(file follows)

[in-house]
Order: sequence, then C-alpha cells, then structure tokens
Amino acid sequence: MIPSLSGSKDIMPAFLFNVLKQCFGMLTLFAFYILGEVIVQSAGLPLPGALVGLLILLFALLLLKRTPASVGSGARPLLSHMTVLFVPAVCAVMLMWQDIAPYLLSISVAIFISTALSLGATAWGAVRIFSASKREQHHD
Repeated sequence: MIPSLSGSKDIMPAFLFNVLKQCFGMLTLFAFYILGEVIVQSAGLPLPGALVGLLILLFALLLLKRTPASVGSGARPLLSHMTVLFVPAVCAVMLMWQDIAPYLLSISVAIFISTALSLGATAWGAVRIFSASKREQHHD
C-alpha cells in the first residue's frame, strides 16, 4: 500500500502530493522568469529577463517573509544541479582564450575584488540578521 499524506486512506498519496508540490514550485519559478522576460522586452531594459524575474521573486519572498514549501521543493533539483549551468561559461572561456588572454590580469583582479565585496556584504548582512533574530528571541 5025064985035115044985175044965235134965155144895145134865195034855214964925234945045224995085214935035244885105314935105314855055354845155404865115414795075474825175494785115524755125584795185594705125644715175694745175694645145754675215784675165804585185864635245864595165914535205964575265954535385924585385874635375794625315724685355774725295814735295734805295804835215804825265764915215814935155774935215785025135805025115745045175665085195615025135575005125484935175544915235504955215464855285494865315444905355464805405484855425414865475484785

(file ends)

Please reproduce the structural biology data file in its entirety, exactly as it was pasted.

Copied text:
[in-house]
Order: sequence, then C-alpha cells, then structure tokens
Amino acid sequence: MIPSLSGSKDIMPAFLFNVLKQCFGMLTLFAFYILGEVIVQSAGLPLPGALVGLLILLFALLLLKRTPASVGSGARPLLSHMTVLFVPAVCAVMLMWQDIAPYLLSISVAIFISTALSLGATAWGAVRIFSASKREQHHD
Repeated sequence: MIPSLSGSKDIMPAFLFNVLKQCFGMLTLFAFYILGEVIVQSAGLPLPGALVGLLILLFALLLLKRTPASVGSGARPLLSHMTVLFVPAVCAVMLMWQDIAPYLLSISVAIFISTALSLGATAWGAVRIFSASKREQHHD
C-alpha cells in the first residue's frame, strides 16, 4: 500500500502530493522568469529577463517573509544541479582564450575584488540578521 499524506486512506498519496508540490514550485519559478522576460522586452531594459524575474521573486519572498514549501521543493533539483549551468561559461572561456588572454590580469583582479565585496556584504548582512533574530528571541 5025064985035115044985175044965235134965155144895145134865195034855214964925234945045224995085214935035244885105314935105314855055354845155404865115414795075474825175494785115524755125584795185594705125644715175694745175694645145754675215784675165804585185864635245864595165914535205964575265954535385924585385874635375794625315724685355774725295814735295734805295804835215804825265764915215814935155774935215785025135805025115745045175665085195615025135575005125484935175544915235504955215464855285494865315444905355464805405484855425414865475484785